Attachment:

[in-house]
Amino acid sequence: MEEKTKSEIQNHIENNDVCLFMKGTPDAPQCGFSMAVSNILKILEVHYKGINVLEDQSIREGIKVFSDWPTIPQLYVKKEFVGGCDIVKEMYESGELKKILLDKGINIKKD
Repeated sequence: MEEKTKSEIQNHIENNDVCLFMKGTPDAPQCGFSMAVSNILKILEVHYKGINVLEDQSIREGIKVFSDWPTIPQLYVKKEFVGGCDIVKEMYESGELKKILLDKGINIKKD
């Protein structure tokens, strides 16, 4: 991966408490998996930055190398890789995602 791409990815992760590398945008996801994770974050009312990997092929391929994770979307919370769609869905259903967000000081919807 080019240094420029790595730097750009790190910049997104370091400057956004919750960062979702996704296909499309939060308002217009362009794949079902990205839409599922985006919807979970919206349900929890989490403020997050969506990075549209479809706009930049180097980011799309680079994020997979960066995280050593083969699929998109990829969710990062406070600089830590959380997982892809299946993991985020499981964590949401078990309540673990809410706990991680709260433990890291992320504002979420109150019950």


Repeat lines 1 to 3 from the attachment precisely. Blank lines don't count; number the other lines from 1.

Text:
[in-house]
Amino acid sequence: MEEKTKSEIQNHIENNDVCLFMKGTPDAPQCGFSMAVSNILKILEVHYKGINVLEDQSIREGIKVFSDWPTIPQLYVKKEFVGGCDIVKEMYESGELKKILLDKGINIKKD
Repeated sequence: MEEKTKSEIQNHIENNDVCLFMKGTPDAPQCGFSMAVSNILKILEVHYKGINVLEDQSIREGIKVFSDWPTIPQLYVKKEFVGGCDIVKEMYESGELKKILLDKGINIKKD